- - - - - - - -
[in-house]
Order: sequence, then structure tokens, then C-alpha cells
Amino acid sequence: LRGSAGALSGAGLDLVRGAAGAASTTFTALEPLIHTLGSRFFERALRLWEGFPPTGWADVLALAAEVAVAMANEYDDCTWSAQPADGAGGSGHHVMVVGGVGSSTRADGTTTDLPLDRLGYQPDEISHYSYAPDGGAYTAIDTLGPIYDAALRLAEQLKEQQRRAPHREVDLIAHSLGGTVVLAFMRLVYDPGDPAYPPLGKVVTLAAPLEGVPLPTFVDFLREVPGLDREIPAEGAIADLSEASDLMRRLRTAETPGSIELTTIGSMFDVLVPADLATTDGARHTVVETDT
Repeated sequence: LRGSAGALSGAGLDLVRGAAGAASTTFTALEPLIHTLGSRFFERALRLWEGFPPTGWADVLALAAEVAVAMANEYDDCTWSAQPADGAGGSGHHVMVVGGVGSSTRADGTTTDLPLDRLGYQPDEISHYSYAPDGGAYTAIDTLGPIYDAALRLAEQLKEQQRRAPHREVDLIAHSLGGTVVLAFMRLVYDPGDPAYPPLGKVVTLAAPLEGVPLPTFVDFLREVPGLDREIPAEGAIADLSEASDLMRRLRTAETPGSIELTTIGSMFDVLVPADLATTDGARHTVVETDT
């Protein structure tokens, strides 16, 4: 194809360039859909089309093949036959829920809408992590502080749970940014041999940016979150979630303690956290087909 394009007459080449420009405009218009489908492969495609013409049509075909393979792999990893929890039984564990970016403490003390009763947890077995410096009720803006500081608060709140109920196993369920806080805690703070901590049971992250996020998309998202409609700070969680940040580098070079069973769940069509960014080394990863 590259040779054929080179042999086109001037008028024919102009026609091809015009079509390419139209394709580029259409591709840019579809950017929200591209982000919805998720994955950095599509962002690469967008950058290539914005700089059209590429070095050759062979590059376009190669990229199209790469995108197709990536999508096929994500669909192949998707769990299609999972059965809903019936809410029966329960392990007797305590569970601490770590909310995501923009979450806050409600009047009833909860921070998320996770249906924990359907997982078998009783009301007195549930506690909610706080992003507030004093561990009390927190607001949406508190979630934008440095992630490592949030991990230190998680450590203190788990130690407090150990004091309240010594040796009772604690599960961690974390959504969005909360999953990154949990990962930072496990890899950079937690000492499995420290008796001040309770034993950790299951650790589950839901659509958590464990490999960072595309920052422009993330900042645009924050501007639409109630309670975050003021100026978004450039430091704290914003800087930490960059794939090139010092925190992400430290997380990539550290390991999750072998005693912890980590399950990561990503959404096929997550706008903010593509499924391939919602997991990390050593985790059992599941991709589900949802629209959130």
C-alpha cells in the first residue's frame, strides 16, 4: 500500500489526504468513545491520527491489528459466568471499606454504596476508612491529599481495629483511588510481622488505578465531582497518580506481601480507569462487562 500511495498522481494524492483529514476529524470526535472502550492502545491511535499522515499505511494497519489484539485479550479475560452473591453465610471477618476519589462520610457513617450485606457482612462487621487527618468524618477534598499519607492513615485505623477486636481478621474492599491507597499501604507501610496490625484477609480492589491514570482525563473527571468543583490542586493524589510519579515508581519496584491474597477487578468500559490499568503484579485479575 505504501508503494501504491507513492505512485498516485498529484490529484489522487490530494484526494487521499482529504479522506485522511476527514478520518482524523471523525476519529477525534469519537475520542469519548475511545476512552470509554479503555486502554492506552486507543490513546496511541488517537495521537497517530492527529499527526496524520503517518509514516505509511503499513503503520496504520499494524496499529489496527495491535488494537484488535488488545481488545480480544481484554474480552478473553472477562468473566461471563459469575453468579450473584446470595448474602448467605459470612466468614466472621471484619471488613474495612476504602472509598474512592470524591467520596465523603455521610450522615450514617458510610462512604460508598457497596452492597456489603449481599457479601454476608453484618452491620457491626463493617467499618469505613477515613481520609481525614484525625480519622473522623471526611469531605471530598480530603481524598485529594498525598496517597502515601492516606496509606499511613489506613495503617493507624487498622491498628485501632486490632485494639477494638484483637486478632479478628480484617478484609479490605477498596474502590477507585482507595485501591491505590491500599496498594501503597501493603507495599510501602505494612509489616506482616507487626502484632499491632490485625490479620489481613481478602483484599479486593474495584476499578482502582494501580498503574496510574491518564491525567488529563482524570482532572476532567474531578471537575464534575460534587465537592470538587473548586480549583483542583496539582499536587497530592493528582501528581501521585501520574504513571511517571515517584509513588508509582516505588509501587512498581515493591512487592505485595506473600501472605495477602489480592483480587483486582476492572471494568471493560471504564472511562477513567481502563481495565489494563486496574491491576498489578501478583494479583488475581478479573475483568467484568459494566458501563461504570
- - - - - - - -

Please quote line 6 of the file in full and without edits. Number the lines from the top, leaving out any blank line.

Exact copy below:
C-alpha cells in the first residue's frame, strides 16, 4: 500500500489526504468513545491520527491489528459466568471499606454504596476508612491529599481495629483511588510481622488505578465531582497518580506481601480507569462487562 500511495498522481494524492483529514476529524470526535472502550492502545491511535499522515499505511494497519489484539485479550479475560452473591453465610471477618476519589462520610457513617450485606457482612462487621487527618468524618477534598499519607492513615485505623477486636481478621474492599491507597499501604507501610496490625484477609480492589491514570482525563473527571468543583490542586493524589510519579515508581519496584491474597477487578468500559490499568503484579485479575 505504501508503494501504491507513492505512485498516485498529484490529484489522487490530494484526494487521499482529504479522506485522511476527514478520518482524523471523525476519529477525534469519537475520542469519548475511545476512552470509554479503555486502554492506552486507543490513546496511541488517537495521537497517530492527529499527526496524520503517518509514516505509511503499513503503520496504520499494524496499529489496527495491535488494537484488535488488545481488545480480544481484554474480552478473553472477562468473566461471563459469575453468579450473584446470595448474602448467605459470612466468614466472621471484619471488613474495612476504602472509598474512592470524591467520596465523603455521610450522615450514617458510610462512604460508598457497596452492597456489603449481599457479601454476608453484618452491620457491626463493617467499618469505613477515613481520609481525614484525625480519622473522623471526611469531605471530598480530603481524598485529594498525598496517597502515601492516606496509606499511613489506613495503617493507624487498622491498628485501632486490632485494639477494638484483637486478632479478628480484617478484609479490605477498596474502590477507585482507595485501591491505590491500599496498594501503597501493603507495599510501602505494612509489616506482616507487626502484632499491632490485625490479620489481613481478602483484599479486593474495584476499578482502582494501580498503574496510574491518564491525567488529563482524570482532572476532567474531578471537575464534575460534587465537592470538587473548586480549583483542583496539582499536587497530592493528582501528581501521585501520574504513571511517571515517584509513588508509582516505588509501587512498581515493591512487592505485595506473600501472605495477602489480592483480587483486582476492572471494568471493560471504564472511562477513567481502563481495565489494563486496574491491576498489578501478583494479583488475581478479573475483568467484568459494566458501563461504570